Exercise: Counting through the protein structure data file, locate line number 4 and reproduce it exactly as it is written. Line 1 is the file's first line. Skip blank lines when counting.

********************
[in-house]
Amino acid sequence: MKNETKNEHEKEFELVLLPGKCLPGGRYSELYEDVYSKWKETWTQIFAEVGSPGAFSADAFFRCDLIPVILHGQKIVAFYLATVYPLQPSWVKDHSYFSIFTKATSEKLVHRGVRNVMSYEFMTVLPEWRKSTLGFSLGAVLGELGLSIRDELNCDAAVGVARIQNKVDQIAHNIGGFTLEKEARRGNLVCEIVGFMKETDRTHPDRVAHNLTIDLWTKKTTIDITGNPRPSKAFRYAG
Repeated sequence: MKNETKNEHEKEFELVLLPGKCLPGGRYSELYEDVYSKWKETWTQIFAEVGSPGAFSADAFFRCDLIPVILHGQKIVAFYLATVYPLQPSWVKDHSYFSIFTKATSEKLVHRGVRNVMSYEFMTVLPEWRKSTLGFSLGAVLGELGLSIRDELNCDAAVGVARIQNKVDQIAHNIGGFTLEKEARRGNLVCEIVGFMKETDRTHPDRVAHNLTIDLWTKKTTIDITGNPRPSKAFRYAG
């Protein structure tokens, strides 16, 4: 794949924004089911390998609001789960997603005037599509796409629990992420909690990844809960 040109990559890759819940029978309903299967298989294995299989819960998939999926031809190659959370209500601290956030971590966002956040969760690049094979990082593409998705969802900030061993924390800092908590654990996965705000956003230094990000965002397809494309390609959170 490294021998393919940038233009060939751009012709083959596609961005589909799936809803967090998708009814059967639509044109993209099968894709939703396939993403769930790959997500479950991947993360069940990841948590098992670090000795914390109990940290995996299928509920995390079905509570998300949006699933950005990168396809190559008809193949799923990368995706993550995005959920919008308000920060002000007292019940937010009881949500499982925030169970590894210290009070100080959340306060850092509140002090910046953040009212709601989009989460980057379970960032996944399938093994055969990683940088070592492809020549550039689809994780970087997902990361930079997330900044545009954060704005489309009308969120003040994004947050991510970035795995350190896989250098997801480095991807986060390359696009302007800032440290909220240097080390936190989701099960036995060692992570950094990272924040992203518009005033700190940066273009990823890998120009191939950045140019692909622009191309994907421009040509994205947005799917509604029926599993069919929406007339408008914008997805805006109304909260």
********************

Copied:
């Protein structure tokens, strides 16, 4: 794949924004089911390998609001789960997603005037599509796409629990992420909690990844809960 040109990559890759819940029978309903299967298989294995299989819960998939999926031809190659959370209500601290956030971590966002956040969760690049094979990082593409998705969802900030061993924390800092908590654990996965705000956003230094990000965002397809494309390609959170 490294021998393919940038233009060939751009012709083959596609961005589909799936809803967090998708009814059967639509044109993209099968894709939703396939993403769930790959997500479950991947993360069940990841948590098992670090000795914390109990940290995996299928509920995390079905509570998300949006699933950005990168396809190559008809193949799923990368995706993550995005959920919008308000920060002000007292019940937010009881949500499982925030169970590894210290009070100080959340306060850092509140002090910046953040009212709601989009989460980057379970960032996944399938093994055969990683940088070592492809020549550039689809994780970087997902990361930079997330900044545009954060704005489309009308969120003040994004947050991510970035795995350190896989250098997801480095991807986060390359696009302007800032440290909220240097080390936190989701099960036995060692992570950094990272924040992203518009005033700190940066273009990823890998120009191939950045140019692909622009191309994907421009040509994205947005799917509604029926599993069919929406007339408008914008997805805006109304909260």